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I wish all smart security cameras had this one feature
Recently, I had the opportunity to review the Blink Outdoor, one of Amazon’s many smart security cameras. Without spoiling the rest of my thoughts, a standout feature was the “early notification” option found in the Blink app. This triggers alerts the instant motion is detected, at least within your sensitivity settings. The technology is so quick that if you’ve got a steady connection and you’re already looking at your phone, you can often catch seconds-long events while they’re still in progress.
This contrasts with most security cameras — whether from Ring, Nest, or others — which often take a few seconds to deliver a notification, much less open a livestream. The gap may be small, but it can mean all the difference in situations where it’s important to act fast, such as scaring away a thief or catching an accident before it happens. Security cameras are most valuable when they deter problems rather than just provide a record of them.
The gap may be small, but it can mean all the difference in situations where it’s important to act fast.
Hair-trigger notifications are not only rarer than they should be, but strangely undersold by Amazon/Blink. There’s no mention of early notifications in the company’s marketing, and even within the app, the option is labeled “beta.” How is this technology not the norm in smart security?
The issues holding notification speed back
Admittedly, there’s at least one obvious risk with faster notifications: battery drain. Frequent, rapid-fire alerts can burn through the batteries many cameras rely on. In a worst-case scenario, some people might gripe about having to recharge or replace their batteries every few months, leading to bad reviews, and/or customers drifting away to different camera brands. As much as people want speed, they sometimes crave convenience more.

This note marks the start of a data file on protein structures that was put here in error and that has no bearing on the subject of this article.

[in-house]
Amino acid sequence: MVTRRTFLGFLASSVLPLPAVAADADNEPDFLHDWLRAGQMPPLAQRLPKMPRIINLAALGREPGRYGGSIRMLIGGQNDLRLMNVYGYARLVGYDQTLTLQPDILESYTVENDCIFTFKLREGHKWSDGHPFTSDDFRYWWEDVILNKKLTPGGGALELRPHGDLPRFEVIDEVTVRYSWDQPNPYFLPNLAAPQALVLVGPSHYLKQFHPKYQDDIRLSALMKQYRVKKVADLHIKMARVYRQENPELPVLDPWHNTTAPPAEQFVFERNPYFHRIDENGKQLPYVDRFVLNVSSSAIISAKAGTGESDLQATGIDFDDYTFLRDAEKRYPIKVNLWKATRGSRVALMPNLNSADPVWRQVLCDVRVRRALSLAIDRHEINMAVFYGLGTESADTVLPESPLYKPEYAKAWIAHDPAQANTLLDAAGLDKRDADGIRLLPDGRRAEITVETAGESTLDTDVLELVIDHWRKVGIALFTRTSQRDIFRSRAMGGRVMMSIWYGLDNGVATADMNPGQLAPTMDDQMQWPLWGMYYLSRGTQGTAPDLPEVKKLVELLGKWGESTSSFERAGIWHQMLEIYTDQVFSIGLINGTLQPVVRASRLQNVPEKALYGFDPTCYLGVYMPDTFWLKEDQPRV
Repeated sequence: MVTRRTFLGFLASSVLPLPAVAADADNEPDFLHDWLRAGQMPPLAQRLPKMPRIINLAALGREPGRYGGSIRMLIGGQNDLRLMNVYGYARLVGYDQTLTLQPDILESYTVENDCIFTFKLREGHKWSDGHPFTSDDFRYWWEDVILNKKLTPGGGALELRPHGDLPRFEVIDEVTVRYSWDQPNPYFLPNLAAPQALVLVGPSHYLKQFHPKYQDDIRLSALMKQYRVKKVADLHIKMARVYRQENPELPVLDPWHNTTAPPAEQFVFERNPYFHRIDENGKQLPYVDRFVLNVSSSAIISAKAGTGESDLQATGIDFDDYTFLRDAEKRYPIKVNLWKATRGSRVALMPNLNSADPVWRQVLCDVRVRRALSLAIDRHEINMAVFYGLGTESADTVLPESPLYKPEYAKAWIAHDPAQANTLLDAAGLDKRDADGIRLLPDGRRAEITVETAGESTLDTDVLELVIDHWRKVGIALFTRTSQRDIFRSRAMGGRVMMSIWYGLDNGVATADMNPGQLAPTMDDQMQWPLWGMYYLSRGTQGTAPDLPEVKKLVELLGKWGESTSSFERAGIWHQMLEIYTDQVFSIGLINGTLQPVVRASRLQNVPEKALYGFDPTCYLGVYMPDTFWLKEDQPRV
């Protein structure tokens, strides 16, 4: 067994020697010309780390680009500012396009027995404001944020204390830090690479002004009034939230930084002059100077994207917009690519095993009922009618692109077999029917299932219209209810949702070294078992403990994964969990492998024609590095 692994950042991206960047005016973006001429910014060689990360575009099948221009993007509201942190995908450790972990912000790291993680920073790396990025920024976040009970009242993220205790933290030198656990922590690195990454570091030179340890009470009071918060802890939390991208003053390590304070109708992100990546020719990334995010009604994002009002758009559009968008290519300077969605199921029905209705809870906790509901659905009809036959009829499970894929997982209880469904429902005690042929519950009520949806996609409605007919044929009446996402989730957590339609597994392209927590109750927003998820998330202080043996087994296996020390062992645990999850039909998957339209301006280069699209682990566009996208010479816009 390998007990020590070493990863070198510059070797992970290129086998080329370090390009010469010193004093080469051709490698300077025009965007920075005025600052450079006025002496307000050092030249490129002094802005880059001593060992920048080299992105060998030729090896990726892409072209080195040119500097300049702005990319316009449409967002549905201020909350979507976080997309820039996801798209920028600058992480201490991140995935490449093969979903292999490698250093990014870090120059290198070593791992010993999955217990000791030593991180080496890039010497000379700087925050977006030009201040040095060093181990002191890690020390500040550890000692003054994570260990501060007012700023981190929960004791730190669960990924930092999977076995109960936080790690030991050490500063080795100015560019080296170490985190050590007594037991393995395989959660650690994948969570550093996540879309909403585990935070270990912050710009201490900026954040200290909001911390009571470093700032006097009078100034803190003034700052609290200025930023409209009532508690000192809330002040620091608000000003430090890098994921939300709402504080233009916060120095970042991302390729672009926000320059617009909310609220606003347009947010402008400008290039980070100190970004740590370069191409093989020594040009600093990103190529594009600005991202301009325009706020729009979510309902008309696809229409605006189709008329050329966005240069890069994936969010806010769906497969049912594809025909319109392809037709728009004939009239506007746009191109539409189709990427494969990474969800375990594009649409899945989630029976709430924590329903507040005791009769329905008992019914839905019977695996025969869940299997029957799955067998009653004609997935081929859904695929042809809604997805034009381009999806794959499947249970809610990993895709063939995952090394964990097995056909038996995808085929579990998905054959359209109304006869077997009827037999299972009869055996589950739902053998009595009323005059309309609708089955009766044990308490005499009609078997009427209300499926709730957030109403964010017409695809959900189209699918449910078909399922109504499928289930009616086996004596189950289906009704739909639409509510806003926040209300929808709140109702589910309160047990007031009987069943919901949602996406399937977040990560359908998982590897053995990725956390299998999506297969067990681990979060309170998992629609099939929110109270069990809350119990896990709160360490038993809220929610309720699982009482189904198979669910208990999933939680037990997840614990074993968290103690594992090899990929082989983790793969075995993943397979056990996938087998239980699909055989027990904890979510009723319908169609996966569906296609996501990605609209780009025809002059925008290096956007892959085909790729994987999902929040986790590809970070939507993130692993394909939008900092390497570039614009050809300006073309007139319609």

The Blink Outdoor is somewhat “cheating” in that while the camera itself uses two AA batteries, it broadcasts to a hub plugged into an indoor AC outlet — many cameras use built-in Wi-Fi or 4G to communicate to the cloud, both of which are inherently more power-hungry. Still, if those AA batteries can last half of their estimated two years, it’s not unreasonable for other camera makers to keep up.
Related: The best wireless security cameras
Another bottleneck Blink bypasses is object recognition. Many cameras can now identify people, pets, vehicles, and packages, which is helpful for prioritizing alerts. Nest devices go a step further with an Aware subscription, distinguishing friends from strangers. Object analysis demands extra processing time whether it’s handled on the device or via the cloud — and the cloud option is more common, making for additional delays caused by network traffic.
Admittedly, there’s at least one obvious risk with faster notifications: battery drain.
A final deterrent is the need to minimize false alarms. This is probably why Blink’s tech is still in beta — people would start to ignore alerts if many of them were useless, and the company is no doubt trying to temper expectations until it refines its algorithms. Indeed, I did occasionally get “empty” recordings during my tests, even with limited detection zones set in the Outdoor’s field of view. But those were few and far between, and can potentially happen with any camera, so once more there doesn’t seem to be an excuse for leaving early notifications by the wayside.
Security camera notifications can and should be quicker
For some people, a slight delay in notifications may be acceptable. They might feel like the odds are against having to react in a hurry, and they could be more concerned with battery life and the quality of alerts. That is they’d rather be told that a package was just delivered, or that it’s a person approaching the door instead of a bird, while ignoring everything else. And that’s perfectly understandable — when I’m heads-down in my writing, I try to tune out everything irrelevant on my phone.
Would you prefer the fastest camera notifications, or slower ones with improved reliability and object recognition?
I imagine, though, that if you put extreme scenarios in front of people — stopping someone from smashing your car window for example, or preventing your child from burning their hand on the stove — they would probably insist on better response times from their cameras. False alarms here and there would be a minor tradeoff.
Read more: The best smart home devices you can buy
The solution I think is to make some version of Blink’s early notifications option front and center in every camera app, even if it’s not on by default. If need be, makers could disable object recognition when this mode is active, but there’s a good chance on-device processing will be fast enough in the next few years to offer the best of both worlds.